Figure 3.0: Dual Bridge with Hall Effect Sensor
Using Figure 3.0 above it can be seen that whenever sensor A or B is outside its linear region the other sensor has entered it linear region, always supplying a very accurate voltage reading. Furthermore, using the different signs from each of the bridge output and the hall effect sensor the resulting direction can be placed within the correct quadrant extending the range to a full 360 degrees.
To further increase the complexity of using these devices is the fact that the output voltages produced are fairly low, less than 1 volt. Therefore, amplification is generally required to allow for sufficient accuracy. This often posses an additional challenge because the amplifiers need to be tuned with great precision. Fortunately, this has been perfected and there are many devices available that will perform the amplification needed and many that also provide a digital output that can easily be interfaced to a microcontroller for processing.
The bulk of this design revolves around the AMR IC sensor selected. Andy has given us the choice to use any of three sensors made by Honeywell; the HMC1042l, the HMC105x series or the HMC6352. After many in-depth data sheet reviews and debates were placed over the conclusion was made to go with the HMC6352.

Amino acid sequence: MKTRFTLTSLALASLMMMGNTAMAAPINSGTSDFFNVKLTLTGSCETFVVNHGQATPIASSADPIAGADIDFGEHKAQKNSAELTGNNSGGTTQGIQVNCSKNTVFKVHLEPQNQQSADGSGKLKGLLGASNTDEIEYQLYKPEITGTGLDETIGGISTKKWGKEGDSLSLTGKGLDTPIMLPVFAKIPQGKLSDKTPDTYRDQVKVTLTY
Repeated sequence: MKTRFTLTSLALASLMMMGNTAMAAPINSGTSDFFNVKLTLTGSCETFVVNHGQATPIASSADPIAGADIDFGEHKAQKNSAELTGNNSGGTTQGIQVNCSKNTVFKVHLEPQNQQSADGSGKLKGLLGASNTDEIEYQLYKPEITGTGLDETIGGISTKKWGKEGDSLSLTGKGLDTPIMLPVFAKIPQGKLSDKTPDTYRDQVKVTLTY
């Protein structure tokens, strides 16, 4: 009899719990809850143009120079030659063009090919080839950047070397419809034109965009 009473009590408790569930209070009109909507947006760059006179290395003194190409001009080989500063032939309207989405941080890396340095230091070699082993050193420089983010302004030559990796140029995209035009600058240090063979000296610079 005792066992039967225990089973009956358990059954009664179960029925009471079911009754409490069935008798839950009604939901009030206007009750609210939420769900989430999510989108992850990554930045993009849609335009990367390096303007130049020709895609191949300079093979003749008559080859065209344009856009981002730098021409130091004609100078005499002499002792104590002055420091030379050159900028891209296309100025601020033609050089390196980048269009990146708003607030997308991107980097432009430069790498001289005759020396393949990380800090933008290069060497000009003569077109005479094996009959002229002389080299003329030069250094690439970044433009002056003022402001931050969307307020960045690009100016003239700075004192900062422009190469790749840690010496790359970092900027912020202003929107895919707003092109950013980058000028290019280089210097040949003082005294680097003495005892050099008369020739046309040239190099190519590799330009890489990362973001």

One of the main reasons the HMC6352 was selected by the team was its I2C capabilities. I2C is a communication protocol that allows you to communicate to multiple devices using their addresses as a way to distinguish one from another. In the case of the HMC6352, each chip can calculate its own heading, voltage readings, or (X Y) coordinate. This will allow us to greatly simplify the circuit. Without these capabilities the team would be forced to have many analog to digital conversions along with several operational amplifiers. The processing capabilities far outweigh its only foreseeable down side, its field range of measurement. It field range can measure B fields anywhere from .10 - .75 gauss. This is fine for applications such as navigation systems because the earth’s magnetic field around this region (upper Midwest) is around .6 gauss. The only foreseeable problem is getting a constant B field to test in. If the team were using another sensor that can measure fields at ± 6 gauss the team could cancel out any of the earth’s magnetic field with a stronger artificial B field created by winding coils.
The last reason that the HMC6352 was chosen was that its accuracy is a little less than the other available sensors. The HMC6352 is specs say that it is accurate to within 2.5 degrees. This is less accurate then the other sensors that are accurate within 1 degree. This is good because it will allow the team to see more definitive results. Although the team has a highly accurate rotational table that will allow for us to measure precision, other resources like a highly accurate directional gauss meter might be needed to see significant improvement in accuracy. With less accuracy the team will be able to answer the general question about using multiple sensors more definitively. With everything taken into account the team settled on picking the HMC6352 as the sensor that would be used in the final circuit.